Choosing Not to Worry About What Other People Might Think


When you’re looking for photos of yourself to post on your blog or Facebook page, do you ever reject any? And if you do, what don’t you like about them?

I often reject photos that show too many of my wrinkles. “That one makes me look old,” I say.  I also don’t like photos of myself with uncomfortable smiles. They make me look old too. Yes, I’m very picky when it comes to photos. I’m concerned about my image. I want people to think I’m youngish and not-too-bad looking. (Unfortunately, there’s no fooling my ‘real life’ friends. They can see me as I really am.)

I wonder if most of us have at least a few concerns about our appearance and how others perceive us. Or perhaps it’s just me.

I’m thinking about my appearance and what other people might think of it because I’ve been making some videos recently. I’ve been putting myself in front of the camera where everyone can see me just as I am. And that’s a bit scary. “Do I really want to do this?” I asked myself just before I did it. “What will everyone think when they realise I’m getting old? Will they not want to know me anymore?”

But I’m trying to let go of such worries. I realise that if I do worry about what other people might think, I could miss out on all kinds of interesting experiences… like making videos.  I’m really enjoying being in front of the camera. It’s a new challenge. What does it matter what I look like? Anyway, probably viewers aren’t thinking half the things I imagine they’re thinking. Sometimes our worries only exist within our heads.

I talk about ageing, appearance and associated insecurities in this week’s podcast.

In episode 72, I also talk about:

  • video making
  • Facebook
  • Livestreaming
  • resources which might spark off some new learning experiences if life is a bit quiet

I also ponder a few unschooling questions such as:

  • Are some kids so resourceful they have no need of basic skills?

Show Notes


My It’s Not a Periscope videos

Imogen’s video: The Sound of Silence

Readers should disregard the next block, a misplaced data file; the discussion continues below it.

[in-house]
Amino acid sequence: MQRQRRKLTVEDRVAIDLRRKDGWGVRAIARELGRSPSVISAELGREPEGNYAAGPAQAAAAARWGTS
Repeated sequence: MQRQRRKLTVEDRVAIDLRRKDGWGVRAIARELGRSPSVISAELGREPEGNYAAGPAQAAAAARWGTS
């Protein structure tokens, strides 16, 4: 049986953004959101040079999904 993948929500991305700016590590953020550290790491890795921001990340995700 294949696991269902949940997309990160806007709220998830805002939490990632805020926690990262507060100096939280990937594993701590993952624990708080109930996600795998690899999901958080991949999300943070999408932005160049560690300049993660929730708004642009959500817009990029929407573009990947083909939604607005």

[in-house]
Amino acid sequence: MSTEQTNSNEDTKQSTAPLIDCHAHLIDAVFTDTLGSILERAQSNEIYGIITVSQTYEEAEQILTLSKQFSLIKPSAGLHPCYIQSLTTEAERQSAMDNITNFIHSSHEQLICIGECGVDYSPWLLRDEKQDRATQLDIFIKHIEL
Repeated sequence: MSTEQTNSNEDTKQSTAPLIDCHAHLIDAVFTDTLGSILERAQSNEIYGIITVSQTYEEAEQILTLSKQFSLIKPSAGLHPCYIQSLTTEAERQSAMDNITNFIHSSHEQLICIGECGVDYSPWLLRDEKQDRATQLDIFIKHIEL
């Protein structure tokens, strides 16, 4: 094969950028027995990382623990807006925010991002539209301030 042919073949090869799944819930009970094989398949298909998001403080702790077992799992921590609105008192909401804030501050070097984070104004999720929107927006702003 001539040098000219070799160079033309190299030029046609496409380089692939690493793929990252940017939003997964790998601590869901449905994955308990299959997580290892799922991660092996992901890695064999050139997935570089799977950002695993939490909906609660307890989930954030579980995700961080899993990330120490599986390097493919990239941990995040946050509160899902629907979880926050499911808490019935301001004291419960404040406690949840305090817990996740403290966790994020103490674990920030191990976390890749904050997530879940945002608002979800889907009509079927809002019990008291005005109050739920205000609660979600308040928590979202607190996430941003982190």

Imogen’s Facebook page: Imogen Elvis
My Facebook page: Stories of an Unschooling Family


Blog post
How the Girls and I Take a Weekly Trip Overseas

Iceland and Volcanoes
Ultimate Journeys: Iceland
BBC – Volcano Live, Iceland Erupts: A Volcano Live Special
National Geographic Kids: 17 explosive facts about volcanoes!

Bedtime Math
A Fast 500 Miles:   The Indy 500
Whatever Floats That Big Boat: The Harmony of the Seas

Yummy Math

Camp NaNoWriMo

Podcast Music
60’s Quiz Show by Podington Bear, (CC BY-NC 3.0)


Images: Sophie took these photos of me on my last birthday.

You can find more episodes of my Stories of an Unschooling Family podcast on

and here on my blog.

Please feel welcome to stop by to comment or say hello. Perhaps you could share the country you’d most like to visit either in real life or on Youtube.

Thank you for listening to this week’s podcast!

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  1. Sue,
    I watched one of your "It's not a periscope" episodes and I really haven't thought about how old you looked or anything like that.
    I was just curious about what you would tell and show your audience. And I love your Australian accent!

    1. Reply


      You are a beautiful person. Thank you! It's lovely to know my friends don't worry about such things as appearance and age. I've decided I haven't got time to worry either. I'm too busy thinking about all those wonderful things I can share with other people!

  2. Reply

    I really appreciate the fact that you are older than me, it was something I was excited about when I found you! The fact that you have grown children makes me feel more confident in listening to what you have to say – I know that you aren't just making things up, that you've lived them and experienced them and learned from mistakes. Your age is a benefit, it gives you more credibility!

    1. Reply


      Somtimes I wish I were as young and beautiful as you, but I will accept being experienced and a credible witness of unschooling instead! Yes, more years does mean more experience. It also means more mistakes, but I suppose we learn from all of those! Dear Beth, thank you for your kind words. I do appreciate your friendship and I love sharing with you! Thank you for stopping by!

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